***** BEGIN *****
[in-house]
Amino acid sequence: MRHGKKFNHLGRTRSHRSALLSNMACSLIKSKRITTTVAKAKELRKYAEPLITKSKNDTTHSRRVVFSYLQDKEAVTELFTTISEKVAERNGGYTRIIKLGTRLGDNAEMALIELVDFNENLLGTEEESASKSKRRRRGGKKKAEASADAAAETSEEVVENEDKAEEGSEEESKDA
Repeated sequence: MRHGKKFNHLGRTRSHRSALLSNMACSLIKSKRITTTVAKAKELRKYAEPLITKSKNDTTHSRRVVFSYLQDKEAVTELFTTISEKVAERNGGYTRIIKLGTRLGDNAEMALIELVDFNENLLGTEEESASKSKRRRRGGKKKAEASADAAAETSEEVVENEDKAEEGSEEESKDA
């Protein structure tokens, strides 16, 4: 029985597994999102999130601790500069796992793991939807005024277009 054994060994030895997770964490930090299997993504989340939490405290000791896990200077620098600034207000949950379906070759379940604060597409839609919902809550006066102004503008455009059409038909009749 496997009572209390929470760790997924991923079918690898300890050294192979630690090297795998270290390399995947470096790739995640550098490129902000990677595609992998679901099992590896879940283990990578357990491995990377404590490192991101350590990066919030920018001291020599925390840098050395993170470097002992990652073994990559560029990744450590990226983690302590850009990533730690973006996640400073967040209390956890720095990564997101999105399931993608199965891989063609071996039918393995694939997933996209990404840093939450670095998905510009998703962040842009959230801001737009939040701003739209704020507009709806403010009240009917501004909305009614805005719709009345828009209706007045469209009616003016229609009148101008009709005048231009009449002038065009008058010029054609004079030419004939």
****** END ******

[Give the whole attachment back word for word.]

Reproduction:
[in-house]
Amino acid sequence: MRHGKKFNHLGRTRSHRSALLSNMACSLIKSKRITTTVAKAKELRKYAEPLITKSKNDTTHSRRVVFSYLQDKEAVTELFTTISEKVAERNGGYTRIIKLGTRLGDNAEMALIELVDFNENLLGTEEESASKSKRRRRGGKKKAEASADAAAETSEEVVENEDKAEEGSEEESKDA
Repeated sequence: MRHGKKFNHLGRTRSHRSALLSNMACSLIKSKRITTTVAKAKELRKYAEPLITKSKNDTTHSRRVVFSYLQDKEAVTELFTTISEKVAERNGGYTRIIKLGTRLGDNAEMALIELVDFNENLLGTEEESASKSKRRRRGGKKKAEASADAAAETSEEVVENEDKAEEGSEEESKDA
């Protein structure tokens, strides 16, 4: 029985597994999102999130601790500069796992793991939807005024277009 054994060994030895997770964490930090299997993504989340939490405290000791896990200077620098600034207000949950379906070759379940604060597409839609919902809550006066102004503008455009059409038909009749 496997009572209390929470760790997924991923079918690898300890050294192979630690090297795998270290390399995947470096790739995640550098490129902000990677595609992998679901099992590896879940283990990578357990491995990377404590490192991101350590990066919030920018001291020599925390840098050395993170470097002992990652073994990559560029990744450590990226983690302590850009990533730690973006996640400073967040209390956890720095990564997101999105399931993608199965891989063609071996039918393995694939997933996209990404840093939450670095998905510009998703962040842009959230801001737009939040701003739209704020507009709806403010009240009917501004909305009614805005719709009345828009209706007045469209009616003016229609009148101008009709005048231009009449002038065009008058010029054609004079030419004939």